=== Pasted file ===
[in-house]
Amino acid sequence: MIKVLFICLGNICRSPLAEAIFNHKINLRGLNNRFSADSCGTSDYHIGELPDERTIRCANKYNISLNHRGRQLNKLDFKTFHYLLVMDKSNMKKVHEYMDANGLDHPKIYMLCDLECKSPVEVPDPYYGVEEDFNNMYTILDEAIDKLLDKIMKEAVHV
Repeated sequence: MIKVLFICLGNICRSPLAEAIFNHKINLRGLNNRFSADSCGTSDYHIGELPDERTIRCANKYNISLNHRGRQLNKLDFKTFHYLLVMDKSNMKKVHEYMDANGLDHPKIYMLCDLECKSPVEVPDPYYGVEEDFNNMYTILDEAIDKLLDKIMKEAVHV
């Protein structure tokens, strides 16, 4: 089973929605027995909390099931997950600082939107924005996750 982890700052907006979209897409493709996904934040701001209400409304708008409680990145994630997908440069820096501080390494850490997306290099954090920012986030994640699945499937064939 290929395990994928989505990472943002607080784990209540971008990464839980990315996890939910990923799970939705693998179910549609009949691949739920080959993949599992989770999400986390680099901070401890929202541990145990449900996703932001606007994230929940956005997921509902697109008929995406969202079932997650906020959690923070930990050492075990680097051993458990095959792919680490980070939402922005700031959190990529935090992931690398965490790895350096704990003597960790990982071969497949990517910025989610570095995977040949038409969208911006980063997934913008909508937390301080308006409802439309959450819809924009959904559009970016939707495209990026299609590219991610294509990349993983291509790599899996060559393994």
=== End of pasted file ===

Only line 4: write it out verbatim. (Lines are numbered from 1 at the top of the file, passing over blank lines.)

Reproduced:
């Protein structure tokens, strides 16, 4: 089973929605027995909390099931997950600082939107924005996750 982890700052907006979209897409493709996904934040701001209400409304708008409680990145994630997908440069820096501080390494850490997306290099954090920012986030994640699945499937064939 290929395990994928989505990472943002607080784990209540971008990464839980990315996890939910990923799970939705693998179910549609009949691949739920080959993949599992989770999400986390680099901070401890929202541990145990449900996703932001606007994230929940956005997921509902697109008929995406969202079932997650906020959690923070930990050492075990680097051993458990095959792919680490980070939402922005700031959190990529935090992931690398965490790895350096704990003597960790990982071969497949990517910025989610570095995977040949038409969208911006980063997934913008909508937390301080308006409802439309959450819809924009959904559009970016939707495209990026299609590219991610294509990349993983291509790599899996060559393994």